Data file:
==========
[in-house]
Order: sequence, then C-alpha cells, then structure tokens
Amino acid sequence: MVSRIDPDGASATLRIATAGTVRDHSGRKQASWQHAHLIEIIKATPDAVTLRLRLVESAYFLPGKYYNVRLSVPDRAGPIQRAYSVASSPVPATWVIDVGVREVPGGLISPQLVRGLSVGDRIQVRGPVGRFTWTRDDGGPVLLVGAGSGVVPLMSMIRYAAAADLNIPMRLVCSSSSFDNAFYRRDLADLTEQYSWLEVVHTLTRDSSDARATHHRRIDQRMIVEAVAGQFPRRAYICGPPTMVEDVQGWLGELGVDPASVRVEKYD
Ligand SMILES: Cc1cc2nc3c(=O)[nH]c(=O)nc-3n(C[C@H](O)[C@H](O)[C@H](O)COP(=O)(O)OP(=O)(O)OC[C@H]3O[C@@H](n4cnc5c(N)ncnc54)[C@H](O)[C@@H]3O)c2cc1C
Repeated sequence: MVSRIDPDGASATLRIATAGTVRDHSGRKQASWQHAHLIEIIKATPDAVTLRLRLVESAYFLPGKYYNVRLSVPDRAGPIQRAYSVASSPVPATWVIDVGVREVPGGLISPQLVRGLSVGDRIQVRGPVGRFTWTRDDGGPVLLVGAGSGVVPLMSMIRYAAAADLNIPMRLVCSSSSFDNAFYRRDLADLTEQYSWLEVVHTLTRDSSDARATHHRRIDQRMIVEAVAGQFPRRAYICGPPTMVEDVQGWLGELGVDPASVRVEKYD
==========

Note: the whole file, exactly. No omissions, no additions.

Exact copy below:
[in-house]
Order: sequence, then C-alpha cells, then structure tokens
Amino acid sequence: MVSRIDPDGASATLRIATAGTVRDHSGRKQASWQHAHLIEIIKATPDAVTLRLRLVESAYFLPGKYYNVRLSVPDRAGPIQRAYSVASSPVPATWVIDVGVREVPGGLISPQLVRGLSVGDRIQVRGPVGRFTWTRDDGGPVLLVGAGSGVVPLMSMIRYAAAADLNIPMRLVCSSSSFDNAFYRRDLADLTEQYSWLEVVHTLTRDSSDARATHHRRIDQRMIVEAVAGQFPRRAYICGPPTMVEDVQGWLGELGVDPASVRVEKYD
Ligand SMILES: Cc1cc2nc3c(=O)[nH]c(=O)nc-3n(C[C@H](O)[C@H](O)[C@H](O)COP(=O)(O)OP(=O)(O)OC[C@H]3O[C@@H](n4cnc5c(N)ncnc54)[C@H](O)[C@@H]3O)c2cc1C
Repeated sequence: MVSRIDPDGASATLRIATAGTVRDHSGRKQASWQHAHLIEIIKATPDAVTLRLRLVESAYFLPGKYYNVRLSVPDRAGPIQRAYSVASSPVPATWVIDVGVREVPGGLISPQLVRGLSVGDRIQVRGPVGRFTWTRDDGGPVLLVGAGSGVVPLMSMIRYAAAADLNIPMRLVCSSSSFDNAFYRRDLADLTEQYSWLEVVHTLTRDSSDARATHHRRIDQRMIVEAVAGQFPRRAYICGPPTMVEDVQGWLGELGVDPASVRVEKYD